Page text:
If only there were such a thing as reviews of reviewers.

  7. Jake Orr Says:

    @Paul

    “I have often thought that to really review an improv show, one ought to see it twice”

    You’ll be pleased to hear that A Younger Theatre will be returning to see The Showstoppers to review again.

    We have spoken with the company regarding this review, and they have agreed to let us return to see how the work is produced.

    Watch out for an updated review tomorrow.

    Jake Orr
    Editor and Founder
    A Younger Theatre

  8. Funk Says:

    Sadly it’s rather symptomatic of review sites to send people who don’t know the first thing about improv to improv gigs. You wouldn’t send a stand-up comedy reviewer to a dance show, but there’s barely any recognition or understanding of what improvisation actually is.
    The first publication to make an effort to understand it as an artform will be regarded as pioneers. Mark my words.

  9. Paul Foxcroft Says:

    @Jake

    A thought occurs: if a theoretical improv show was an excellently entertaining show but an equally theoretical reviewer had doubts that it was truly improvised, how does one review that show?

    I recall some years ago the Improverts had a review that read something like “too good a show to be improvised. One Star.” Which they had printed on banners and proudly marched about with, celebrating the compliment that had tried to damn them.

    Your reviewer doubts, for whatever reason, the veracity of the Showstoppers’ claim to be improvised (they are – they’re the hardest working improv troupe I know of, but by God they improvise), but keeps noting that they’re good.

    My question is, what exactly is the reviewer’s mandate here?

  10. Thom Dibdin Says:

    I must declare myself as one of the older critics who “saturate” theatre culture, against whom this website has been set up to provide a younger voice.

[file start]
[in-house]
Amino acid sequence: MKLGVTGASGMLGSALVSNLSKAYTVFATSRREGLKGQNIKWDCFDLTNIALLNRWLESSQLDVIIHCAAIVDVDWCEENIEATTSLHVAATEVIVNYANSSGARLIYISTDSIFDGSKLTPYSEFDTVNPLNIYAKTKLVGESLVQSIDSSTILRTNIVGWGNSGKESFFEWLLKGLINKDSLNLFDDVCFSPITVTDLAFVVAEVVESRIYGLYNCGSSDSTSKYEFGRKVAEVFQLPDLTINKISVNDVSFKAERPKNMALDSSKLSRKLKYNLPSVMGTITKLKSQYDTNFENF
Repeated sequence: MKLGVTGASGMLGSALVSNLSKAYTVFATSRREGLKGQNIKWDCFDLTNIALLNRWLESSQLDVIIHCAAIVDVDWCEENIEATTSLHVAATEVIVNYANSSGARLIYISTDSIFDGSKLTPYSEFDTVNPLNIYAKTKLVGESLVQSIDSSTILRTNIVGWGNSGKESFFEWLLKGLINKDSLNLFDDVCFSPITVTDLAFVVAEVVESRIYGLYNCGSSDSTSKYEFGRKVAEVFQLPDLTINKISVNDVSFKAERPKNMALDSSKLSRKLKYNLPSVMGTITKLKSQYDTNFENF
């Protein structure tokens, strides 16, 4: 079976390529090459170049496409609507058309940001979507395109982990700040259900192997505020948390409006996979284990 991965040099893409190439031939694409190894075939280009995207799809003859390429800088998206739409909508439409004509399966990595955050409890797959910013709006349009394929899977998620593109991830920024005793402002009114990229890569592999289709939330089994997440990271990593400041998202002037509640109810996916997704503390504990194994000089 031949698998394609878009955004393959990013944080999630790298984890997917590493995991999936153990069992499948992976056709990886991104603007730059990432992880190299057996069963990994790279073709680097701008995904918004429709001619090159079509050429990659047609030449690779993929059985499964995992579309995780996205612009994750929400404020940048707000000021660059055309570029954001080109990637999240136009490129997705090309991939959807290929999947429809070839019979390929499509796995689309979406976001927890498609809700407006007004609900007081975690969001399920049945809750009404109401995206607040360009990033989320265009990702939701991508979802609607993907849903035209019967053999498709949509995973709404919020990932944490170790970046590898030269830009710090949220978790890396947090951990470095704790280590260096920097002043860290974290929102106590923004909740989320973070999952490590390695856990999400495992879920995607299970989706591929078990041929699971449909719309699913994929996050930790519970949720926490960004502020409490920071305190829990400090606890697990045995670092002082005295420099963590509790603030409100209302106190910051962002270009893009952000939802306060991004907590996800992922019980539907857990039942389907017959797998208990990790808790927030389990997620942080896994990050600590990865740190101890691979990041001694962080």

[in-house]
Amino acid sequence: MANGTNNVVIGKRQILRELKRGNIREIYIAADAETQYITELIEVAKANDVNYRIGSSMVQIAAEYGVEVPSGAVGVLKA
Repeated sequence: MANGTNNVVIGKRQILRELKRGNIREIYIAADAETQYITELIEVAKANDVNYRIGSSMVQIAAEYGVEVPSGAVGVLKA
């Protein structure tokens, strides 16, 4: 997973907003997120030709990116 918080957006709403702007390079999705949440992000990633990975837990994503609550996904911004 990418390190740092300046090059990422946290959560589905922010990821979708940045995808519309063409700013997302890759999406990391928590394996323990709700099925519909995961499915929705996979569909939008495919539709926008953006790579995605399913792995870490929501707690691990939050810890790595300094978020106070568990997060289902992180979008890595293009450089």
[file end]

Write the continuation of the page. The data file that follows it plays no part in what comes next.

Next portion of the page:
I think Laura’s biggest mistake has been to put herself too much in her review. A strong review should not be about whether the reviewer liked or didn’t like the show – that would be a foolish state of affairs. It should provide some critique of whether the company being reviewed has done what it set out to do.

    I am happy to leave a comedy show which I was reviewing without having raised a smile. It isn’t my job to smile. It is my job to observe and report. That is a serious job, demanding a serious attitude. That is why the best websites and newspapers employ their critics rather than using an army of amateur volunteers.

    Audiences who have paid good money to see a show will be inclined to enjoy themselves – it is part of the contract in purchasing a ticket. The actors intertain, the theatre provides a forum for entertainment and the audience is entertained.

    The reviewer is there to provide an external eye. Laura is right to not use the audience’s reactions to Showstoppers (or The Showstoppers as we must now learn to call it) as her only barometer for assesing the show’s worth – although being so out of kilter she would have been wise to have had more consideration of what was being said around her.

    @Paul Foxcroft 1: “If only there were such a thing as reviews of reviewers.” I love the irony of that statement at the end of a comment, reviewing the review!

    @Paul Foxcroft 2: “if a theoretical improv show was an excellently entertaining show but an equally theoretical reviewer had doubts that it was truly improvised, how does one review that show?” I think the answer is to write with intelligence and work out how to put that into the review. Reviewing improv is hugely difficult, in technical terms.

    @Paul Foxcroft 3: “the Improverts had a review that read something like “too good a show to be improvised. One Star.” Which they had printed on banners and proudly marched about with, celebrating the compliment that had tried to damn them.” Excellent point. I notice that James Seabright is already capitalising on this review in a similar fashion – although it doesn’t provide nearly as clear-cut a quote as the Improverts’ one.

    @Jake: I hope that you don’t remove this review when you put up the new one. It is entertaining and informative in its own right.

  11. Bill Savage Says:

    Thom, it’s lovely of you to stop by but your hardly-hid glee at the shortcomings of one review by one blogger, it doesn’t really become you. A vibrant critical culture is an ecosystem with a niche for the older animal but also a diversity of new voices, needing space to fail and develop. The very diversity makes a better conversation. Use your wisdom to help that grow, don’t slap it down. Ta.